Despite recent reports showing a bigger fiscal 1994 deficit than originally reported, Maricopa County is edging back to financial health, county finance officials said last week.
The county's office of management and budget reported last Thursday that the deficit for fiscal 1994, which ended June 30, totaled $66.53 million.
"The figure rose from a projected $62 million deficit," interim county administrator Barbra Cooper said in a statement. The increase was made following an accounting policy change that "forced the county to include the recording of depreciation of assets bought with bond proceeds," she said.
Because of the accounting change, an additional $11.5 million was added to the deficit, increasing the county's deficit projections to $76.1 million.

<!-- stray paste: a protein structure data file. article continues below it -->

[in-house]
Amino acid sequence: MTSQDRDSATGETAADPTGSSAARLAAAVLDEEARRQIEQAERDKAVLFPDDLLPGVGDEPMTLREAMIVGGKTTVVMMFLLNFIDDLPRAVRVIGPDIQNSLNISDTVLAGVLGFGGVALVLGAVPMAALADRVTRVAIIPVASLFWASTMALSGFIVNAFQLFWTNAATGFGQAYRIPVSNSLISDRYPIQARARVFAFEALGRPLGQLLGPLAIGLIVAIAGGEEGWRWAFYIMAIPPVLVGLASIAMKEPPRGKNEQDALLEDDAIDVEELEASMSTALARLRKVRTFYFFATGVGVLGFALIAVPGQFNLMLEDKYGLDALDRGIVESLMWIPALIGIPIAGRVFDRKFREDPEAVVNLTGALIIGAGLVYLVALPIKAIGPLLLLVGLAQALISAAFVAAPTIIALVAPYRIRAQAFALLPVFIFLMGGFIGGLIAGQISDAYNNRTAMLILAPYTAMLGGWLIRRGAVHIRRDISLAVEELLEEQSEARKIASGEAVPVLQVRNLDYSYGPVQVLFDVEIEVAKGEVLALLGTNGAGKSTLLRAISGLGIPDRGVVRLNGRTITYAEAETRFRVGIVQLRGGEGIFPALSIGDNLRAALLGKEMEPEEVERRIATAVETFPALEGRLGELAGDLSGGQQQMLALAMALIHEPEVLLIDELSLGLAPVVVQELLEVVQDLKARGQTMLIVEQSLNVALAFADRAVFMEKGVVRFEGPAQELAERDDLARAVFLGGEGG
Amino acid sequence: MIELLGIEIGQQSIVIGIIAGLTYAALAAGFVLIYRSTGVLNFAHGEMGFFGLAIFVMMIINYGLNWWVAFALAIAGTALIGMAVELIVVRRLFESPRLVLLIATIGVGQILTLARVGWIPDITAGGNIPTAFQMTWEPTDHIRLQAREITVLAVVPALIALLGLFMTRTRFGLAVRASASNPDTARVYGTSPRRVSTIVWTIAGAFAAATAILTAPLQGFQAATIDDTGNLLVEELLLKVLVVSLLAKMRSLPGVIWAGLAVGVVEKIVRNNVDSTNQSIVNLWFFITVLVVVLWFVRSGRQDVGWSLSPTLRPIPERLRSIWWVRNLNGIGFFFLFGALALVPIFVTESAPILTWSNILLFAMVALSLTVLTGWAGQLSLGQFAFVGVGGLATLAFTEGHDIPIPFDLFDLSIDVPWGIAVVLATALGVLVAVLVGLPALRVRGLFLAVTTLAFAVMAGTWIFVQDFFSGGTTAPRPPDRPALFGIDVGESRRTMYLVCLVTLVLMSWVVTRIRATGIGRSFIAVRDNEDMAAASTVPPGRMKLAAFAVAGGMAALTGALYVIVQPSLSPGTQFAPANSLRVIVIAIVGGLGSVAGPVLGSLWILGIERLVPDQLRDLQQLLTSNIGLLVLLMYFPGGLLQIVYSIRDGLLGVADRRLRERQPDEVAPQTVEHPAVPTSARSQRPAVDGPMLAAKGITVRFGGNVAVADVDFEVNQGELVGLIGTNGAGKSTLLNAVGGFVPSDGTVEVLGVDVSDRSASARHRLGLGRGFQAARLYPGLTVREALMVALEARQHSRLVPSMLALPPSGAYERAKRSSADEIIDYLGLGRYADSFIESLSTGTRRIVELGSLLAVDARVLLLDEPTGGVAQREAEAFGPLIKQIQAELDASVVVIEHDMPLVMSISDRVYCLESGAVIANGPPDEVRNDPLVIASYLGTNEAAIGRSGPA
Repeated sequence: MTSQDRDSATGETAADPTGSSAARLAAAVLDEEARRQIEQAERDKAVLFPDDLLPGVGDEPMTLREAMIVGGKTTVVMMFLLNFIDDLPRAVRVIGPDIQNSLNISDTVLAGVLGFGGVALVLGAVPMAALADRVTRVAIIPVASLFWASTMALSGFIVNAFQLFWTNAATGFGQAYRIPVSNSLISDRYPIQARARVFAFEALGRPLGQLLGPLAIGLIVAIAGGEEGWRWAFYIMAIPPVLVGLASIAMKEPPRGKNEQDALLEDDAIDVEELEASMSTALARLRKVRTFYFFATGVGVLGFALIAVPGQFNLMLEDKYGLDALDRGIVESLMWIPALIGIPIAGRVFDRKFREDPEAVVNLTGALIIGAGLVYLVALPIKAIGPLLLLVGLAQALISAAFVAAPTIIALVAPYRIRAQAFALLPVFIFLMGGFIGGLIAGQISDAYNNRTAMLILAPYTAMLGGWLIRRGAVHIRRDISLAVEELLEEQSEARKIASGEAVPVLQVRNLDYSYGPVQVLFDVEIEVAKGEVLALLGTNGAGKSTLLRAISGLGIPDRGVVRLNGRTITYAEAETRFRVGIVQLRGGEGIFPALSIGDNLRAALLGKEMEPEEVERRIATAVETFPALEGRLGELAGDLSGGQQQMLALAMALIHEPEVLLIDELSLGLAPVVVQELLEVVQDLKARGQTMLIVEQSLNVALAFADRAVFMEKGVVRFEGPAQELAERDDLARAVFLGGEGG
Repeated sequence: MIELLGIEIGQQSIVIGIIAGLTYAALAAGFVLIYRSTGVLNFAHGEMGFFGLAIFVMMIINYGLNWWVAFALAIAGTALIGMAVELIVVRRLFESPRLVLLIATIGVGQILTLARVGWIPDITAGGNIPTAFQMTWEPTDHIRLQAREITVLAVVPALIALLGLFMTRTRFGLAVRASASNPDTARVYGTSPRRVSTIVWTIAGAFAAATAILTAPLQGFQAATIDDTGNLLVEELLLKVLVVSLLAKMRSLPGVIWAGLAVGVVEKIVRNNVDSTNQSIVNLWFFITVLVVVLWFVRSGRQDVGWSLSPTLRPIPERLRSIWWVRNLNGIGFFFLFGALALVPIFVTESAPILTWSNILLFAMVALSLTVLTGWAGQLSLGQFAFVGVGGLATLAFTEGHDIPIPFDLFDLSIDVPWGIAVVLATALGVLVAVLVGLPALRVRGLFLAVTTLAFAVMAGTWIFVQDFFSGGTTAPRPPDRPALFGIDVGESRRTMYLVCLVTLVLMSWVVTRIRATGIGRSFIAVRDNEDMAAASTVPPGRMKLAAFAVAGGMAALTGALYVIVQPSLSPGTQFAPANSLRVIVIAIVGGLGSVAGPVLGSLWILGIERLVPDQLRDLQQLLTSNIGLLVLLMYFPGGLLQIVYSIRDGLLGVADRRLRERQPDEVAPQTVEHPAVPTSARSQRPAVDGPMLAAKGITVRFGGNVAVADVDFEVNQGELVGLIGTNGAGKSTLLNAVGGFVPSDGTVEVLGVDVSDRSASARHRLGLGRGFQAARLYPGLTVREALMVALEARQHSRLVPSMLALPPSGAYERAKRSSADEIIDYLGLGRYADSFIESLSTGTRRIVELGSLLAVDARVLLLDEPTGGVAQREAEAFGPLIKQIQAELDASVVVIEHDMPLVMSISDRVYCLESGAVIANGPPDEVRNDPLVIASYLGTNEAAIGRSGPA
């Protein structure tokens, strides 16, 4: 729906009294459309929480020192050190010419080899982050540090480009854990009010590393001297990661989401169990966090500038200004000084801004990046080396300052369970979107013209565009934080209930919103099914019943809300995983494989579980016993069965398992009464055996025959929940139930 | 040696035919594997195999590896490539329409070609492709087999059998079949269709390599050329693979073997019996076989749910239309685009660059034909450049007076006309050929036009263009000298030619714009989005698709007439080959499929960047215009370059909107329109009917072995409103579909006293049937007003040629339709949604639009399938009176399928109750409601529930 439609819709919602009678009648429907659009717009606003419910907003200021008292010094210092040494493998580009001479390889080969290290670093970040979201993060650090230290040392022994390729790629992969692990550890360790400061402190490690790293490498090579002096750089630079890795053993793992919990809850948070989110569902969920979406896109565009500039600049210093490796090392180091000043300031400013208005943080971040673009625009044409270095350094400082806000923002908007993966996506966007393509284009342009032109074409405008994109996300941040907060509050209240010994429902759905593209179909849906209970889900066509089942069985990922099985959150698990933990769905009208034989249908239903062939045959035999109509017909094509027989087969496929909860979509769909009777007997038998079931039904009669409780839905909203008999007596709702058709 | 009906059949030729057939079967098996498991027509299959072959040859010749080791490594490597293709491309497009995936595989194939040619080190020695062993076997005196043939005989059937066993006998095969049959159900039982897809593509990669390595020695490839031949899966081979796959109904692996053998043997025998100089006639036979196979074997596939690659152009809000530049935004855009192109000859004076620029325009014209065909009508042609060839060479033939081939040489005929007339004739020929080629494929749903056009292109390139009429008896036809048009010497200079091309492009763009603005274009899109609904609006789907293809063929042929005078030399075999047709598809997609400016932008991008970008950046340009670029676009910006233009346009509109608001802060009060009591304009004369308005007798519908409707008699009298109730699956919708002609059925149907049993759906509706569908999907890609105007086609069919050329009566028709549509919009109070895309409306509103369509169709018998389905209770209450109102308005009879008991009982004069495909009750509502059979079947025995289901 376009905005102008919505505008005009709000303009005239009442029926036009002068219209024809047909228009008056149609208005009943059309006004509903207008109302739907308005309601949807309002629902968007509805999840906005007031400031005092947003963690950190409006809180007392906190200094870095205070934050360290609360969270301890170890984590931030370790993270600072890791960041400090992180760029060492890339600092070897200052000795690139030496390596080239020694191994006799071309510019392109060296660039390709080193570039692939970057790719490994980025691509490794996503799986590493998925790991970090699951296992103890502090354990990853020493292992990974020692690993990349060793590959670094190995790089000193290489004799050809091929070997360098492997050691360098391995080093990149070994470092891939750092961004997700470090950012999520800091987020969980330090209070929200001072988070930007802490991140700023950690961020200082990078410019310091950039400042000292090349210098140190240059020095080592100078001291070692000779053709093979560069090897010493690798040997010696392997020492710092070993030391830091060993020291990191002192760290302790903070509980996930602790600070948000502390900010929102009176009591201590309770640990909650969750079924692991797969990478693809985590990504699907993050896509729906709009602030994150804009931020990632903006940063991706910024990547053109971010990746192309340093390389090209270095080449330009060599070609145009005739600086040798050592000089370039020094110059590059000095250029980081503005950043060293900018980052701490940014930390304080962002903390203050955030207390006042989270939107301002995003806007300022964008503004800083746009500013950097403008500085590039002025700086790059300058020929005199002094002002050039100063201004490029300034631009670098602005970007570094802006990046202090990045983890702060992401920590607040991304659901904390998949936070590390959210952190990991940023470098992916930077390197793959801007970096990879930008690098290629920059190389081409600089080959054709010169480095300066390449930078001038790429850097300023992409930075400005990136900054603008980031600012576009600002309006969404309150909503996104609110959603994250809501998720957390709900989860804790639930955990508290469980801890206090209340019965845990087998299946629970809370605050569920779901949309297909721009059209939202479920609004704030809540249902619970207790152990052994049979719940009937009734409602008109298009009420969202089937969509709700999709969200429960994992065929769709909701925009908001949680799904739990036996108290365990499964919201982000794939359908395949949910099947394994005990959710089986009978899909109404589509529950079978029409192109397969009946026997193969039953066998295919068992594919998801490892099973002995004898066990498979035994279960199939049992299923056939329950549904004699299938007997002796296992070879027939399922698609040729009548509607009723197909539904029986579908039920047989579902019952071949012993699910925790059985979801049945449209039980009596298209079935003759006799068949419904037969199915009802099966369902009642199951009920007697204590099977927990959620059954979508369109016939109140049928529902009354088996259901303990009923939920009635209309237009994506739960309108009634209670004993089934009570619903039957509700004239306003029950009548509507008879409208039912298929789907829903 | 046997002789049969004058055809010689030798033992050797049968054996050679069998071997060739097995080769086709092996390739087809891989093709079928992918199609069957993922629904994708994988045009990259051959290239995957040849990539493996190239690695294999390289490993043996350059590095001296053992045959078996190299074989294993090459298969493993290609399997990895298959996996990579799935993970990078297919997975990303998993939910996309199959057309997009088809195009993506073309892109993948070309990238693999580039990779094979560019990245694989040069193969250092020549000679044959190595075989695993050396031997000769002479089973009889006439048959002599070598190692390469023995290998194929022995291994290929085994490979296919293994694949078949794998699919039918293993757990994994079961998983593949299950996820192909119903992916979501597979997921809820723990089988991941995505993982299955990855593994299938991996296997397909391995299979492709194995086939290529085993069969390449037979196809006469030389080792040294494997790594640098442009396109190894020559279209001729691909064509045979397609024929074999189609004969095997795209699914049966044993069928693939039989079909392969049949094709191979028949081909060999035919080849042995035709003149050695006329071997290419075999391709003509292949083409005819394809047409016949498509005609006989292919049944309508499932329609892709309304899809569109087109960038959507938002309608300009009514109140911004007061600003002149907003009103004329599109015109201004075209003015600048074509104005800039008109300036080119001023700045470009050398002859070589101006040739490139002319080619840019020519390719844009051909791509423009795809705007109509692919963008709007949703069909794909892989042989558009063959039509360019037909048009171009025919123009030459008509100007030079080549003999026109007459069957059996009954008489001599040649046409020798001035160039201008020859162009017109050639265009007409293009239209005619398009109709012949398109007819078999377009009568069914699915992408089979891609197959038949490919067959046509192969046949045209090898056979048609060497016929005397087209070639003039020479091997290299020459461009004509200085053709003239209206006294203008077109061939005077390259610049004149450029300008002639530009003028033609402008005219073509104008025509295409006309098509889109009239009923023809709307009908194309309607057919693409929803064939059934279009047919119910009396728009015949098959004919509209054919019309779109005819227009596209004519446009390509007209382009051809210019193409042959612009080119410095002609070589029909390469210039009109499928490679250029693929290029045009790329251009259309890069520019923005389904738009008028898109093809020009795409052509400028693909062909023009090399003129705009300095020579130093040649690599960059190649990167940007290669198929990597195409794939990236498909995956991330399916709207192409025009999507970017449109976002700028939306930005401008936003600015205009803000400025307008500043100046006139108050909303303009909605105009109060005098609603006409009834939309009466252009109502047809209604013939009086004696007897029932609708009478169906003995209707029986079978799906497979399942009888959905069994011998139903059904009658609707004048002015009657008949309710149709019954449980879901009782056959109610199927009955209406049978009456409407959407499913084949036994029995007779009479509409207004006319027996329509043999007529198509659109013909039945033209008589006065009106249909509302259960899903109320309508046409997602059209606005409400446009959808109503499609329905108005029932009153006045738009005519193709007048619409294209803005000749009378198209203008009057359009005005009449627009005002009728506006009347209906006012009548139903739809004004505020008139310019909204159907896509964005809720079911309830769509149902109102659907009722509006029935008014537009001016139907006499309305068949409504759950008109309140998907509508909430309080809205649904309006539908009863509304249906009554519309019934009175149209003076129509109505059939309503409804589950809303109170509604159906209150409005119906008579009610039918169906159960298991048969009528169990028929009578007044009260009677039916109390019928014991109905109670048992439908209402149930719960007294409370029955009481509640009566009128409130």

"But reports just completed show an actual deficit of $66.53 million, so we have a positive variance of $9.57 million," Cooper said.
Budget director Sandi Wilson said the county has in place a deficit-reduction plan for fiscal 1995, which began July 1, that calls for $47.2 million to be applied toward debt reduction.
The deficit-reduction plan includes hiring freezes, elimination of nonmandated travel, sale of physical assets, and expenditure monitoring, she said.
In June, Moody's Investors Service downgraded Maricopa County's general obligation bonds to A from An, citing "poor financial performance." In May, Standard & Poor's Corp. downgraded the county to A from AA, and placed the county on CreditWatch with negative implications. In August, it lifted the CreditWatch designation, but said the county's long-term outlook is negative.
-- Brad Altman, Los Angeles